Governor Wolf has signed into law legislation that extends the time victims of childhood sexual abuse can sue their accusers and seek compensation for the harm they have suffered.

Under the new law, persons 18 years old and younger will now have until age 55 to sue their accusers for compensation and to hold them publicly accountable. For victims ages 18-23, the law extends the statute of limitations so that they have until they turn 30 to sue their abuser. Until this law was enacted, victims had to sue their abusers within 2 years of the abuse.

The legislation also extends the statute of limitations for police to file charges against abusers. Under the new law, there will be no time limit for police to file charges against abusers of children. Previously, the police had until the victim turned 50. Also, police will have 20 years to file charges against abusers of young adults. Before, the police only had twelve years.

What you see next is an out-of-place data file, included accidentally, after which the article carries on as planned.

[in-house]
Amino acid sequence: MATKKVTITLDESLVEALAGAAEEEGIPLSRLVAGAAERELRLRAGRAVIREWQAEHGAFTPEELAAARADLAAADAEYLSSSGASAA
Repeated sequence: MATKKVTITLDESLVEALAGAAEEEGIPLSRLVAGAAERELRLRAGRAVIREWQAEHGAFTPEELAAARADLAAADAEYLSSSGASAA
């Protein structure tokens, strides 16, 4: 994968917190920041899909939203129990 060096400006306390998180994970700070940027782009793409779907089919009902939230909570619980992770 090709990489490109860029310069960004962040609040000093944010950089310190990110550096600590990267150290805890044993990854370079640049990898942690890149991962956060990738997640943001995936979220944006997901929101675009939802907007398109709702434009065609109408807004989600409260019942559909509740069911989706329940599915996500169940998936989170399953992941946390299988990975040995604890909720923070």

Lastly, the new law invalidates secrecy agreements that keep child sexual abuse victims from talking to investigators and it increases the penalties for people who are required by law to report abuse but fail to do so. Now, institutions cannot conceal and hide their crimes with so-called secrecy agreements that essentially pay off a victim to keep quiet. Further, there is now greater incentive to report abuse by those who are required to do so, for the consequences of keeping quiet are severe.

What you should do now:

If you, a loved one or friend have been abused by a clergy member, teacher, foster parent, scout leader or day care provider, you have rights and may be entitled to be compensated for the harm done. Please contact Steven Barrett, Esq., Chair of the Firm’s Injury Practice at 215-661-0400 to discuss this matter in complete confidentiality,